If at the time of completion, there are any minor items of work that is still unfinished, the owner may withhold up to 2 times (200%) of the value of each item until the work is completed. Yet, once the retainage payments are ultimately received by the prime contractor, the proportion of retainage applicable shall be disbursed to subs and suppliers within 10 days.
Georgia Retainage on private projects
There is very little statutory language covering retention on private projects. For the most part, Georgia allows owners, contractors, and subs to agree to their own terms. The only statute that refers to retention on private projects is included in the GA Prompt Payment Act; specifically GA Code §13-11-5.
Amount allowed to be withheld
The only mention of retainage for private projects states that owners, contractors, or subs may withhold a reasonable amount for retainage. That’s not much to go on. However, the typical amount of retainage withheld on projects averages out to around 5-10%.
Retainage can be withheld by contractors and subs as well, as long as the rate doesn’t exceed the retainage rate withheld by the original contract. (i.e. the agreement between the property owner and the general contractor)
Release of retainage
The time limits for release of retainage is either governed by the construction contract terms themselves. But, if there is no specific clause concerning these payments, then the default prompt payment rules apply. Meaning that the owner should release all funds within 15 days of receipt of the contractor invoice. Once received, the contractor should pass payments through to their subs and suppliers within 10 days.
There are certain grounds that allow for the withholding of retainage longer. These include things such as disputed work, failure to make timely payments, third party claims, and others listed in the Georgia prompt payment provisions.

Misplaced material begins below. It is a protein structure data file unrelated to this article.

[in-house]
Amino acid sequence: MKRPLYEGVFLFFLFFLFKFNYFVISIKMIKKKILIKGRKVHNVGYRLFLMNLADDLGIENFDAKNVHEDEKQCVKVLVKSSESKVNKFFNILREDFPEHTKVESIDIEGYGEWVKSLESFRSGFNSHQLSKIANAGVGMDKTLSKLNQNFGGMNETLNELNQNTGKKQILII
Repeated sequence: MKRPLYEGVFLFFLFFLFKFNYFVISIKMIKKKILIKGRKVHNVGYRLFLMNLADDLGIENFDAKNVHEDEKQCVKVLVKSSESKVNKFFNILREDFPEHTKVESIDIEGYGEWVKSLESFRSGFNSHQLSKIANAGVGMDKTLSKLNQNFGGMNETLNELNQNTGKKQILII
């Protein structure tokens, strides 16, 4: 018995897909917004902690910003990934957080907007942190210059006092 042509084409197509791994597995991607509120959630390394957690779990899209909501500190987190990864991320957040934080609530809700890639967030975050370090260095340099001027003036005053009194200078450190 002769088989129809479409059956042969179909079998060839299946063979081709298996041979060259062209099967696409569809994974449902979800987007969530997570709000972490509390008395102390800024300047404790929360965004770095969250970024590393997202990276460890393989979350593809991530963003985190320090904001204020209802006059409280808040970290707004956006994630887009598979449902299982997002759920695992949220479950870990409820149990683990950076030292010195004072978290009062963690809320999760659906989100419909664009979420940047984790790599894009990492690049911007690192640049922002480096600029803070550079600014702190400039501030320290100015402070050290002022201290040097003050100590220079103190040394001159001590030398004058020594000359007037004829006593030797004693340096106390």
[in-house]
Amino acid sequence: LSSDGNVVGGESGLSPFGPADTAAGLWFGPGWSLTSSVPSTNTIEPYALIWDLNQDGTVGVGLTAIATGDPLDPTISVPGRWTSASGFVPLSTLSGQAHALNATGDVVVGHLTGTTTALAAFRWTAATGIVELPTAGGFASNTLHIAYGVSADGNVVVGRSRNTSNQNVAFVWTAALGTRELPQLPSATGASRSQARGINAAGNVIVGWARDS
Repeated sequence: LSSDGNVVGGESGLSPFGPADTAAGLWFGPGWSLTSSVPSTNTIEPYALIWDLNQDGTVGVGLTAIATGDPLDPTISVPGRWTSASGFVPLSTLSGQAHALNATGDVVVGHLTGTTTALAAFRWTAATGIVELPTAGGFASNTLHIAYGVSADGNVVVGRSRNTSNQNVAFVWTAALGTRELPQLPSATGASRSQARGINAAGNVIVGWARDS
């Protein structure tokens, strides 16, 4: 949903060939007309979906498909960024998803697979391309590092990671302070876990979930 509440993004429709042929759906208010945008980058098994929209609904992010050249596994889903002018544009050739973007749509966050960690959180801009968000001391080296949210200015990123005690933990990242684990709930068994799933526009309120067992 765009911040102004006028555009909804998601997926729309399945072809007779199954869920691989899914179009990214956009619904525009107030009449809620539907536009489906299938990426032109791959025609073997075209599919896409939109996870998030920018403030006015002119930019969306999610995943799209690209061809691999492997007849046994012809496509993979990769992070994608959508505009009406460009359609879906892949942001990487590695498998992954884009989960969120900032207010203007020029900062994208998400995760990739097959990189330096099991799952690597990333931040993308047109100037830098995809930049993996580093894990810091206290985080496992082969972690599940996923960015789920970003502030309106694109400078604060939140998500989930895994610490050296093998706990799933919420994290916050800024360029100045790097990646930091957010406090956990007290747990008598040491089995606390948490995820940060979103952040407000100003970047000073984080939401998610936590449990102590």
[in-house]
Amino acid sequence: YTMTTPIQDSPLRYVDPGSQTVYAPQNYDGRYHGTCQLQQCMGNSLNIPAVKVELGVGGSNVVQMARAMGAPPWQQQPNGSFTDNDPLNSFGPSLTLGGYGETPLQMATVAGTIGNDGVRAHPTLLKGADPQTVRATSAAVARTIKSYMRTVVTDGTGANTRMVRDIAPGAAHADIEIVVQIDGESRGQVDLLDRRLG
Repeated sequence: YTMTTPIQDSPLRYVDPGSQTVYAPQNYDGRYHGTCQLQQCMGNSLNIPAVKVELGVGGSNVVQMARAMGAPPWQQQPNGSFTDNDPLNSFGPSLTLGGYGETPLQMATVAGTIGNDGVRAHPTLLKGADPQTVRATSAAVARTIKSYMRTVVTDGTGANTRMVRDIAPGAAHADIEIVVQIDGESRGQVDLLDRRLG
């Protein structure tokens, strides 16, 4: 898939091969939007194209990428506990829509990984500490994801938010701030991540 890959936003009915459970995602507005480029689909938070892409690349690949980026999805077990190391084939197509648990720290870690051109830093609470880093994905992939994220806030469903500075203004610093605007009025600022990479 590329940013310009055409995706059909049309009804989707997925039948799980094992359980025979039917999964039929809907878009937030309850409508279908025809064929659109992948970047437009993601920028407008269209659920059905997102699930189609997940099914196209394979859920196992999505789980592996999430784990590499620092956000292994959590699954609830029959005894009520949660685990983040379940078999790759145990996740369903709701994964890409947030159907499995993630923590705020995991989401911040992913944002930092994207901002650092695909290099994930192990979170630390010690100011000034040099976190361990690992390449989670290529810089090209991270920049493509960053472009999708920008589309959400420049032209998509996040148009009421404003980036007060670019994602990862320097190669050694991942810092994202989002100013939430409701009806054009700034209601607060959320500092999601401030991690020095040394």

Penalties for non-payment of retainage
The Georgia retainage laws for both public and private projects don’t provide any specific penalties or remedies for nonpayment of retainage. Fortunately, the Georgia prompt payment laws apply to both public and private projects and treat retention payments like any other payment.
Therefore, interest penalties can accrue on late payment of retainage at a rate of 1%. However, the contractor will not be entitled to interest unless, at the time payment was requested, the paying party was notified of the interest provisions under the prompt pay statutes. Best practice, this language should be added to every pay application. Here’s a link to that provision
If all else fails, it may be time to consider filing a bond or lien claim for unpaid retention. If this seems like a lot to take in, you’re not alone. Check out this recent question submitted by a Georgia contractor to our Ask an Expert Center:
Retainage will always be a point of contention. However, it’s an unavoidable reality in the construction industry, and there is too much potential for abuse. As a contractor working in the state of Georgia, it’s important to know not only your rights to payment but the rights of those you hire as well. At the end of the day, everyone deserves to be paid what they’ve earned.